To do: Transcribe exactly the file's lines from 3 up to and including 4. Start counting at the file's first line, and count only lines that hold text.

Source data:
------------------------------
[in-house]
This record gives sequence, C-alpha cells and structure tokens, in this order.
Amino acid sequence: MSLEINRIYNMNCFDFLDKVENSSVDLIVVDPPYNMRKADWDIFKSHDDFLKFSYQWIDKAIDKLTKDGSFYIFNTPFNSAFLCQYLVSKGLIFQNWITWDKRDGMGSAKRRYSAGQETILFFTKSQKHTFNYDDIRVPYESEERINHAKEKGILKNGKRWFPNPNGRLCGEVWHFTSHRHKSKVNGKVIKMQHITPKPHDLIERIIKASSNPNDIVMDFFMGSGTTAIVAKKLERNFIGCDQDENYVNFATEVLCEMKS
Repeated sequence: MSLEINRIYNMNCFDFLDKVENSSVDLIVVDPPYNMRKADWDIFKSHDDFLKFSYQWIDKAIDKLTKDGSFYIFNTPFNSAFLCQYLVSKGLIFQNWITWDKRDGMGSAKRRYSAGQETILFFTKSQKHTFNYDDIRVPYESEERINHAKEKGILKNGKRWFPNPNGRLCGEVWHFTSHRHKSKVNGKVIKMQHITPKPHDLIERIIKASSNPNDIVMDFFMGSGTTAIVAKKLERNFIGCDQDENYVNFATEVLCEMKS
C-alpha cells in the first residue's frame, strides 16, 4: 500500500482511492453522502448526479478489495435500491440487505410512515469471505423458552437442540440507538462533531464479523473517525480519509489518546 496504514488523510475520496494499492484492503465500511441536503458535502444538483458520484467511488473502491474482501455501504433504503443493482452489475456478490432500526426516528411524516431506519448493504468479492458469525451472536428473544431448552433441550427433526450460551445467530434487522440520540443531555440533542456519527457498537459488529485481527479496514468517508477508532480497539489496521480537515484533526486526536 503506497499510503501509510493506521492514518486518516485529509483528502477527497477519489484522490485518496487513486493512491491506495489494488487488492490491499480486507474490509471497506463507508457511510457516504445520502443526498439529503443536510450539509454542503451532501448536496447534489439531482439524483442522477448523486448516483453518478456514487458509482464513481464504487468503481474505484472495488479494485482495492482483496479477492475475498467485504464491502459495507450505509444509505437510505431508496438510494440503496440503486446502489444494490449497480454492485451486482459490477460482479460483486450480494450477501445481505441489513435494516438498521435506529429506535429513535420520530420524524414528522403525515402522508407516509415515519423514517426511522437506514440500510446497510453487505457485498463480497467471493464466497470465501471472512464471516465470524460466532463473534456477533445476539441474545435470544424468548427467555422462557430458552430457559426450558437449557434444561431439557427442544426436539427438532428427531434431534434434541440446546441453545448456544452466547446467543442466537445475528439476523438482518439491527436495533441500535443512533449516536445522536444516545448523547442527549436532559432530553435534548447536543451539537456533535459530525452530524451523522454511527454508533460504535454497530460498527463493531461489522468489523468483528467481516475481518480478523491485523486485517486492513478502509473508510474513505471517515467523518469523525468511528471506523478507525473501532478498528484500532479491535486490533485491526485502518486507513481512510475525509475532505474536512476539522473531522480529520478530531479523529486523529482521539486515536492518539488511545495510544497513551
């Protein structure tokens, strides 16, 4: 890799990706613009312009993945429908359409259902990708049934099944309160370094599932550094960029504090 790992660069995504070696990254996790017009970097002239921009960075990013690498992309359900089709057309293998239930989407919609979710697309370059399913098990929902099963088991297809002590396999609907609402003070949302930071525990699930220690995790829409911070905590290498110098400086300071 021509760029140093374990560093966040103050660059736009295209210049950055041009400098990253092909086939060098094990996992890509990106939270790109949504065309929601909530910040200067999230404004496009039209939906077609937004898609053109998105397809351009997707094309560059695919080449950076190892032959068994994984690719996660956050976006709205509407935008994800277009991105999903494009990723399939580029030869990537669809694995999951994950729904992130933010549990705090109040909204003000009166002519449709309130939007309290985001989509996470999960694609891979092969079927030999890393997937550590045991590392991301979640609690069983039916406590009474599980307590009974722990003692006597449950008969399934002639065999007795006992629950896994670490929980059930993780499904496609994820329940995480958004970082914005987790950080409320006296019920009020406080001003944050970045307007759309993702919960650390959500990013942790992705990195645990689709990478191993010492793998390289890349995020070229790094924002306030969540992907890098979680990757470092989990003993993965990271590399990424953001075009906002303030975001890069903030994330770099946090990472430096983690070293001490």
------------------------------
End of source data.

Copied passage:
Amino acid sequence: MSLEINRIYNMNCFDFLDKVENSSVDLIVVDPPYNMRKADWDIFKSHDDFLKFSYQWIDKAIDKLTKDGSFYIFNTPFNSAFLCQYLVSKGLIFQNWITWDKRDGMGSAKRRYSAGQETILFFTKSQKHTFNYDDIRVPYESEERINHAKEKGILKNGKRWFPNPNGRLCGEVWHFTSHRHKSKVNGKVIKMQHITPKPHDLIERIIKASSNPNDIVMDFFMGSGTTAIVAKKLERNFIGCDQDENYVNFATEVLCEMKS
Repeated sequence: MSLEINRIYNMNCFDFLDKVENSSVDLIVVDPPYNMRKADWDIFKSHDDFLKFSYQWIDKAIDKLTKDGSFYIFNTPFNSAFLCQYLVSKGLIFQNWITWDKRDGMGSAKRRYSAGQETILFFTKSQKHTFNYDDIRVPYESEERINHAKEKGILKNGKRWFPNPNGRLCGEVWHFTSHRHKSKVNGKVIKMQHITPKPHDLIERIIKASSNPNDIVMDFFMGSGTTAIVAKKLERNFIGCDQDENYVNFATEVLCEMKS